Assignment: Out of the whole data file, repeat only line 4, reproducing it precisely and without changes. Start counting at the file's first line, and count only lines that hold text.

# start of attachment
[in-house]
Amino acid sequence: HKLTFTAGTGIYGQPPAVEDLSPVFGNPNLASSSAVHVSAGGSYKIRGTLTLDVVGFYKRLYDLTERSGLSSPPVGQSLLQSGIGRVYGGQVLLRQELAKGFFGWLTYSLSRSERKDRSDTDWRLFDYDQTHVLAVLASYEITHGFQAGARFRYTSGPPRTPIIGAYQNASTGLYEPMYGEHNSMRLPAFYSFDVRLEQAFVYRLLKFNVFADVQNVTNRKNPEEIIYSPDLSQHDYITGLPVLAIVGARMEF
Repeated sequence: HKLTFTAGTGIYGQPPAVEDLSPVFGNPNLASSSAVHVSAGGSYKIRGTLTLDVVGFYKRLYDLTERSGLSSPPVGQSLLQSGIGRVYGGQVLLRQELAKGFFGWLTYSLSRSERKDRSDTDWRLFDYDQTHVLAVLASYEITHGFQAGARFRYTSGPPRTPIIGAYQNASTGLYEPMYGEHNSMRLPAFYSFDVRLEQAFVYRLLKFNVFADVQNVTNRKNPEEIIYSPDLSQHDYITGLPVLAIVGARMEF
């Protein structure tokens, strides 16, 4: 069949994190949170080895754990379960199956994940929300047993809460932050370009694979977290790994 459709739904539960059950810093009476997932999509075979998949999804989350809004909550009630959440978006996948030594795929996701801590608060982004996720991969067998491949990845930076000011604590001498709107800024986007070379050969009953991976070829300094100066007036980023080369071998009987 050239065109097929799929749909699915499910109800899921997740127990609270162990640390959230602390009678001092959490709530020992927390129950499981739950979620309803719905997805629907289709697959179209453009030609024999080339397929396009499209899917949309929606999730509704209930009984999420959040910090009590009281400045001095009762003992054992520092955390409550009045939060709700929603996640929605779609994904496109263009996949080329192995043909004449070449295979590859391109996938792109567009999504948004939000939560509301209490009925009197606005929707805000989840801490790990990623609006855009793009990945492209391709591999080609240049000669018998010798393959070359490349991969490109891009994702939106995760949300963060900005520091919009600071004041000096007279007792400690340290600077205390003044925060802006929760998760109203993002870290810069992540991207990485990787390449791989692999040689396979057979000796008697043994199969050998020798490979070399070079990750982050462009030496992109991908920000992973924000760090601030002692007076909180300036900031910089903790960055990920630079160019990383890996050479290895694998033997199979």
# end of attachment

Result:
């Protein structure tokens, strides 16, 4: 069949994190949170080895754990379960199956994940929300047993809460932050370009694979977290790994 459709739904539960059950810093009476997932999509075979998949999804989350809004909550009630959440978006996948030594795929996701801590608060982004996720991969067998491949990845930076000011604590001498709107800024986007070379050969009953991976070829300094100066007036980023080369071998009987 050239065109097929799929749909699915499910109800899921997740127990609270162990640390959230602390009678001092959490709530020992927390129950499981739950979620309803719905997805629907289709697959179209453009030609024999080339397929396009499209899917949309929606999730509704209930009984999420959040910090009590009281400045001095009762003992054992520092955390409550009045939060709700929603996640929605779609994904496109263009996949080329192995043909004449070449295979590859391109996938792109567009999504948004939000939560509301209490009925009197606005929707805000989840801490790990990623609006855009793009990945492209391709591999080609240049000669018998010798393959070359490349991969490109891009994702939106995760949300963060900005520091919009600071004041000096007279007792400690340290600077205390003044925060802006929760998760109203993002870290810069992540991207990485990787390449791989692999040689396979057979000796008697043994199969050998020798490979070399070079990750982050462009030496992109991908920000992973924000760090601030002692007076909180300036900031910089903790960055990920630079160019990383890996050479290895694998033997199979």